Friday, September 23, 2011

Loss Of A Pet Leaves A Hole In His Owner's Heart

Dear Tazi-Kat:

I am heartbroken. Today I had to put my 12-year-old German Sheppard, Rufus, "to sleep" due to incurable, debilitating health problems. I know that I did the right thing, and I feel no guilt; just unwavering sorrow. I never had a pet as a child, so Rufus was my first experience with pet ownership. I like to think I did a good job with him, and Rufus made the experience pet guardianship such a pleasant one that I would love to get another dog someday, but at the same time I cannot imagine ever having the connection with another dog like the one I had with Rufus. I know that sounds crazy, but it's true. Rufus was one special dog. Will it always be this way, Tazi? Or do you think it's possible that another Rufus is out there for me?

Rufus' Dad

Dear Rufus' Dad:

Please accept my deepest sympathies on the loss of your canine companion. A loss such as your can feel insurmountable, especially when it is so fresh. A wonderful little book, The Little Prince, by Antoine de Saint-Exupéry, perfectly describes what happens when animal and human transform into pet and owner. When title character meets a fox he would like to befriend, the fox explains this transformation: "To you I am nothing more than a fox like a hundred thousand other foxes. But if you tame me, then we shall need each other. To me, you will be unique in all the world. To you, I shall be unique in all the world."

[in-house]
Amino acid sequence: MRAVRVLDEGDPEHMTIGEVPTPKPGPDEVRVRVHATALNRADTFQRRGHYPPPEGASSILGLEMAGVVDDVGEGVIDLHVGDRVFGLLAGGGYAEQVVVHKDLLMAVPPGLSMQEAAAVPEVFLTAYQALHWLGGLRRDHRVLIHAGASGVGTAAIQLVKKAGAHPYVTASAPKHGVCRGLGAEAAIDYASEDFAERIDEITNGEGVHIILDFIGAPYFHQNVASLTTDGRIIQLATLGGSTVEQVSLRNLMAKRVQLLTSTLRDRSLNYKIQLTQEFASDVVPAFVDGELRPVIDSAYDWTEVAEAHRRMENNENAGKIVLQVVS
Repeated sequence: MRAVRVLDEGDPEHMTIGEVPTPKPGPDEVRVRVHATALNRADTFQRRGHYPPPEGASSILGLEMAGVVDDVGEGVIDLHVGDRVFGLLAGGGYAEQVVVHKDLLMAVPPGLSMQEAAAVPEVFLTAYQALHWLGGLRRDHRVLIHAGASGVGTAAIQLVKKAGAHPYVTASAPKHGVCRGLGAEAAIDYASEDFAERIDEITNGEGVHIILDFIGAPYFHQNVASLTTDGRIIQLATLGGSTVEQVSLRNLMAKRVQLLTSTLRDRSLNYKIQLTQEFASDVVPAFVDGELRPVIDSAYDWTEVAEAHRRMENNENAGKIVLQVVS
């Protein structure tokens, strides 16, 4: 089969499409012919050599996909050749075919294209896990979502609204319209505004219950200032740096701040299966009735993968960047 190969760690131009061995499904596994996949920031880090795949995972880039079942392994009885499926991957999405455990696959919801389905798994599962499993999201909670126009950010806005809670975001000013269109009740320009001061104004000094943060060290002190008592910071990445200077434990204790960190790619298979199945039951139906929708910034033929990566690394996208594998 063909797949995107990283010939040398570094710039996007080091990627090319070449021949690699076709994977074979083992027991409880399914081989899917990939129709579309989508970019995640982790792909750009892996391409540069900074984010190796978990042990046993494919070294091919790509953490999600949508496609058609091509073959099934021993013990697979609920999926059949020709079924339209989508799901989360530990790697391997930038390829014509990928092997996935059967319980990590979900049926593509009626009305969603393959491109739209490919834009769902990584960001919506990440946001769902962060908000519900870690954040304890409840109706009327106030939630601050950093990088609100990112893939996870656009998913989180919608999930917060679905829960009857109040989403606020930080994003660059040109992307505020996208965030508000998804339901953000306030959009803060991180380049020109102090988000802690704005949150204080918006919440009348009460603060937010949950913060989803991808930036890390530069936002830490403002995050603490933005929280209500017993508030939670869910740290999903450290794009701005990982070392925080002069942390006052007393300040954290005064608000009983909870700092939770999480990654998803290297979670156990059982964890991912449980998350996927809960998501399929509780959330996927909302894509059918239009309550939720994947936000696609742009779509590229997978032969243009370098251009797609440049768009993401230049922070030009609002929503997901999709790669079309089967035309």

Your Rufus was unique in all the world to you, just as you were unique to him. So to answer your question, no, there will never be another Rufus; but that does not mean that you will never find another canine companion that is as special as Rufus in his or her own ways.

I suggest that you give yourself time to mourn the loss of your dear pet and when the time feels right, try to interact with dogs that belong to friends and family members. If you find that you feel comfortable doing so, take it a step further by playing with these dogs, or by volunteering an hour or two a week at the local animal shelter. Shelters are always in need of volunteers to assist with the walking of the dogs in their care. In time, you just might find a dog - or a puppy - that needs you as much as you need him...and to you, he will be unique in all the world; and to him, you will be unique in all the world – just like your Rufus.


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